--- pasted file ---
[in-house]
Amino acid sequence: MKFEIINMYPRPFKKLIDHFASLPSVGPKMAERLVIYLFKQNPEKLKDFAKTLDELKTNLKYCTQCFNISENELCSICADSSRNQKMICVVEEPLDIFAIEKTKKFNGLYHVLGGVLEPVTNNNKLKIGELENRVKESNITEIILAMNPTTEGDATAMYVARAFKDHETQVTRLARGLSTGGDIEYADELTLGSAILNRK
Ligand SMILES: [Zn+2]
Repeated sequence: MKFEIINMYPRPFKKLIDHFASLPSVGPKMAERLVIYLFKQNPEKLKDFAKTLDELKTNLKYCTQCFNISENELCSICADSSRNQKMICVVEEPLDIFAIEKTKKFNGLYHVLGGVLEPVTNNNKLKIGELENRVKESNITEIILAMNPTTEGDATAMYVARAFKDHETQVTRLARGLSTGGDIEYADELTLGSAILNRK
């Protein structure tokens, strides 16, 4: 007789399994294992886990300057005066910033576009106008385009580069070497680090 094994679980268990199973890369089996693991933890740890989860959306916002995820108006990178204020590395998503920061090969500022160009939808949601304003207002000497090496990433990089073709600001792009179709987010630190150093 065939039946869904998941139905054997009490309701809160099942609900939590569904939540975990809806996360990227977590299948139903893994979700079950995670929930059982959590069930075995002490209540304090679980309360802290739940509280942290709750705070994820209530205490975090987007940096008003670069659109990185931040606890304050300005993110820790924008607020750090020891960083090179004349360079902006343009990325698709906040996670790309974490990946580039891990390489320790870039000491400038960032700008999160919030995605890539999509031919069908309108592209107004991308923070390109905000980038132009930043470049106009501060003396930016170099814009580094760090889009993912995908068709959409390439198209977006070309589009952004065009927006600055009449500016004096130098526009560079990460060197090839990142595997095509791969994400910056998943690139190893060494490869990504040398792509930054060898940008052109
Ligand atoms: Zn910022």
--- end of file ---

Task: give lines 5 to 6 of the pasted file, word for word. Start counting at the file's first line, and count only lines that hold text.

């Protein structure tokens, strides 16, 4: 007789399994294992886990300057005066910033576009106008385009580069070497680090 094994679980268990199973890369089996693991933890740890989860959306916002995820108006990178204020590395998503920061090969500022160009939808949601304003207002000497090496990433990089073709600001792009179709987010630190150093 065939039946869904998941139905054997009490309701809160099942609900939590569904939540975990809806996360990227977590299948139903893994979700079950995670929930059982959590069930075995002490209540304090679980309360802290739940509280942290709750705070994820209530205490975090987007940096008003670069659109990185931040606890304050300005993110820790924008607020750090020891960083090179004349360079902006343009990325698709906040996670790309974490990946580039891990390489320790870039000491400038960032700008999160919030995605890539999509031919069908309108592209107004991308923070390109905000980038132009930043470049106009501060003396930016170099814009580094760090889009993912995908068709959409390439198209977006070309589009952004065009927006600055009449500016004096130098526009560079990460060197090839990142595997095509791969994400910056998943690139190893060494490869990504040398792509930054060898940008052109
Ligand atoms: Zn910022």